A 20-minute demonstration with 200 people outside Target's Minneapolis headquarters Wednesday has prompted HR officials to consider meeting with the advocacy group TakeAction Minnesota regarding its hiring practices. TakeAction officials said a meeting is set for May 29th but Target officials declined to comment about a meeting date.
TakeAction officials want Target to change its hiring practices to allow former convicts to be considered for and hired for certain jobs.
TakeAction alleges that Target's hiring policy refuses to consider any job candidate with a criminal record and that that disproportionately affects people of color.
During Wednesday’s rally, TakeAction had two women speak who had applied for jobs at Target but were turned down. One was convicted of making a verbal threat against a relative nearly a decade ago. Another served time for possessing methamphetamines, but since had a developed a solid career as a social worker. Both women were denied employment at Target because of their criminal record, said TakeAction spokeswoman Greta Bergstrom.
Target officials disagreed. In a statement, Target spokeswoman Molly Snyder said: "The existence of a criminal record does not disqualify a candidate for employment at Target, unless it indicates an unreasonable risk to the safety and welfare of our guests, our team members or our property."
Snyder added that "Target is committed to following all federal, state and local laws. Target's background check process is carefully designed to ensure that we provide a safe and secure working and shopping experience for our team members and guests while treating all candidates fairly."
Julie Schmid, spokeswoman for the Equal Employment Opportunity Commission (EEOC) in Minneapolis, said that the EEOC recently issued new guidelines to help employers figure out how to properly screen job candidates with criminal records without violating Title VII of the law. Schmid said that employers must consider the age of the victim when the crime occurred; their age now; the relevance of the crime to the job being offered; the candidate's employment record, and any rehab, education and training done since the crime originally occurred.
Such additional guidelines should help employers screen candidates while also providing a means for former convicts to still earn a living, she said.
Schmid declined to comment specifically on the Target and TakeAction dispute. But she added: "I think it's important for both parties to become familiar with our new guidelines on background check policies. Beyond that, it's a little too early for us to say anything."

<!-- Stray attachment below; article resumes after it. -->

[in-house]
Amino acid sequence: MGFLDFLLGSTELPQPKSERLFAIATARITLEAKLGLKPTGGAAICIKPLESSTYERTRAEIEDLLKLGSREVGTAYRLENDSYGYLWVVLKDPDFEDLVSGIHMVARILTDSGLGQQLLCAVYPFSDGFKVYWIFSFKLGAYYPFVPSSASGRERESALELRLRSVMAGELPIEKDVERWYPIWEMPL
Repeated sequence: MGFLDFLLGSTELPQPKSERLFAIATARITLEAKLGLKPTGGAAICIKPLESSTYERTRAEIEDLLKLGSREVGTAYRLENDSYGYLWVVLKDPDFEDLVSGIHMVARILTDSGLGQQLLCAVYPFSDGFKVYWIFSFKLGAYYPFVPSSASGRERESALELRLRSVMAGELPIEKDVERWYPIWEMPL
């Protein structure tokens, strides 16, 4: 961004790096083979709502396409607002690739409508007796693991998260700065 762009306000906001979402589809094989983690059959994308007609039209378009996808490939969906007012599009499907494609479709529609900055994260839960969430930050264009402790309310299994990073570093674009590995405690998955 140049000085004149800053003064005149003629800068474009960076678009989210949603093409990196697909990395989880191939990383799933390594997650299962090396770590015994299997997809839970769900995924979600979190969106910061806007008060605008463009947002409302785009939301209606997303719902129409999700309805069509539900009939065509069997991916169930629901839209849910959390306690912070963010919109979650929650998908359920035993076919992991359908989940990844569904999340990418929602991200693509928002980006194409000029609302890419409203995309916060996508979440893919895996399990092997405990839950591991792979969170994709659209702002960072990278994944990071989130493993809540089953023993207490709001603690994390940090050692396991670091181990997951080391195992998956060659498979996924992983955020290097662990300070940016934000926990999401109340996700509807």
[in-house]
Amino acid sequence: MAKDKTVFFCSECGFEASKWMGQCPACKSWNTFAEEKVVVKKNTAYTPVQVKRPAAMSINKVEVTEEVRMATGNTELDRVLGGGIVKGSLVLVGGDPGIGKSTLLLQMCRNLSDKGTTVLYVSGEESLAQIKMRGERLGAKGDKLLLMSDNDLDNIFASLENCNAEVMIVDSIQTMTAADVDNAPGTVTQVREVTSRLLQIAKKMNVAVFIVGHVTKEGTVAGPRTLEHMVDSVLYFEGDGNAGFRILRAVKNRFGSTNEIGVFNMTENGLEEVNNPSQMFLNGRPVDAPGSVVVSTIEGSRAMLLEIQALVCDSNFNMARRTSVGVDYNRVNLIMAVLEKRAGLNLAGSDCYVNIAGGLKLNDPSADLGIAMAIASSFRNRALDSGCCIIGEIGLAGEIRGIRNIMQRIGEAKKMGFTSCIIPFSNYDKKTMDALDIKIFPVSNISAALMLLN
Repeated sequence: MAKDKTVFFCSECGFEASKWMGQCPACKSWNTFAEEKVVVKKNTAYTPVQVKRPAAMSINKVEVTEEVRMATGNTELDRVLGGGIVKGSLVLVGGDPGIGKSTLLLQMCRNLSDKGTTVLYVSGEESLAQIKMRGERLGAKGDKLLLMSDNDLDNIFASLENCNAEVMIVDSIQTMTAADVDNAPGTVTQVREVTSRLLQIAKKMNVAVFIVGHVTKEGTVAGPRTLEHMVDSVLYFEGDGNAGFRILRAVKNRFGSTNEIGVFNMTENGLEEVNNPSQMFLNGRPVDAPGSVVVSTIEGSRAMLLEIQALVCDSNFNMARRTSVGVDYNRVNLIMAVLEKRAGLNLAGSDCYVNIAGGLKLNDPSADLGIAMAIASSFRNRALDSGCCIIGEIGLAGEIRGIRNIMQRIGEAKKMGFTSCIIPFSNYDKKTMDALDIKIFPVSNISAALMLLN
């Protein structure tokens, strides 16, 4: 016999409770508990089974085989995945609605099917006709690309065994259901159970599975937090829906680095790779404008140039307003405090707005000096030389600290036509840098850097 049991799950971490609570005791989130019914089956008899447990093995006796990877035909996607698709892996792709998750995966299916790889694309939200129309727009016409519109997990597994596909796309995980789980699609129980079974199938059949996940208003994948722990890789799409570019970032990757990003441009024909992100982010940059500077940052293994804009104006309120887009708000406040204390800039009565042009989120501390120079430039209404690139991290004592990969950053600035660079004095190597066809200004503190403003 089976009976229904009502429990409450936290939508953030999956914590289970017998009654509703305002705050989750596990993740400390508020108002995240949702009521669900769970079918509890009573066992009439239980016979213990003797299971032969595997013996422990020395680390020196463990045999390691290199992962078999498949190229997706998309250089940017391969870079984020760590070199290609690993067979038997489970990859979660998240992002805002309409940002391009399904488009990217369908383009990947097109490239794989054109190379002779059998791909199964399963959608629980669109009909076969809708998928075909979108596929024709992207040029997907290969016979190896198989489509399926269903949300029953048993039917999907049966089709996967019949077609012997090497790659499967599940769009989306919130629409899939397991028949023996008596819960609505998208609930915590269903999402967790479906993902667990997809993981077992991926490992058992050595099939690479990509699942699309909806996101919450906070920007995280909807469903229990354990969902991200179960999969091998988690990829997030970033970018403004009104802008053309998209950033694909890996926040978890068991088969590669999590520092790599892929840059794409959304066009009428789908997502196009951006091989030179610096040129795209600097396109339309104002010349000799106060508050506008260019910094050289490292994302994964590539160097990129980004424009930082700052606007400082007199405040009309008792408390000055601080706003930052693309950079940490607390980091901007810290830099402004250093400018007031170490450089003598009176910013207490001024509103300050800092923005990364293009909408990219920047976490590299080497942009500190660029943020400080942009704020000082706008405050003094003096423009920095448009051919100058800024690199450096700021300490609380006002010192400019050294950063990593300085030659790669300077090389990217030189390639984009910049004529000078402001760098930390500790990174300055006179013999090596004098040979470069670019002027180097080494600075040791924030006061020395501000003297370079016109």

After months of lackluster labor reports, Kelly Services released a report Monday hearkening upbeat news on the labor front.
"The outlook for college graduates shows demand for healthcare, IT and engineering degrees since those sectors have continuing growth," the report said.
The company, which specializes in placing workers in administrative and other jobs, found that there is still a shortage of qualified engineers, which bodes well for degreed job seekers.
Not surprisingly, the healthcare and information technology sectors "continue to drive jobs," the report said.
At the same time, nationwide cutbacks in the "local government" sector continue to send workers to the unemployment line. Minnesota appears to be bucking that trend.
According to the jobs report Minnesota released Thursday, government layoffs stalled for the month of February as local governments in Minnesota added 2,500 jobs for the month. Still government jobs were down 5,500 year over year in Minnesota.
In Its recent Global Workforce Survey, Kelly Services found that online job boards have become the primary way job seekers search for work. It also found that self employment is growing in popularity because it helps job seekers gain "greater control" over their career path and may improve work-life balance.
Labor market economists said that many people turned to creating income on their own, because they could not find outside employment after months of searching.
The state of Minnesota will hold its annual Get Jobs Job Fair in Eagan on Thursday March 29.
The job fair will feature 60 companies, colleges and agencies looking to hire, train or coach job seekers.
For more information, go to www.positivelyminnesota.com/getjobs or call Mike.lang at 952-895-7641.
Employment outplacement specialists Challenger, Gray and Christmas will give the unemployed two days of free job search advice during Christmas week, officials announced Wednesday.
The telephone counseling sessions, which are an annual tradition, are available nationwide and will take place on Dec. 27 and 28 from 9 a.m. to 5 p.m. Job seekers are asked to call (312) 422-5010.
Challenger, Gray officials said they expect the job market will continue "its slow steady improvement in 2012." They noted that the number of job cuts planned by corporations are "up slightly from 2010, but are still below recession levels."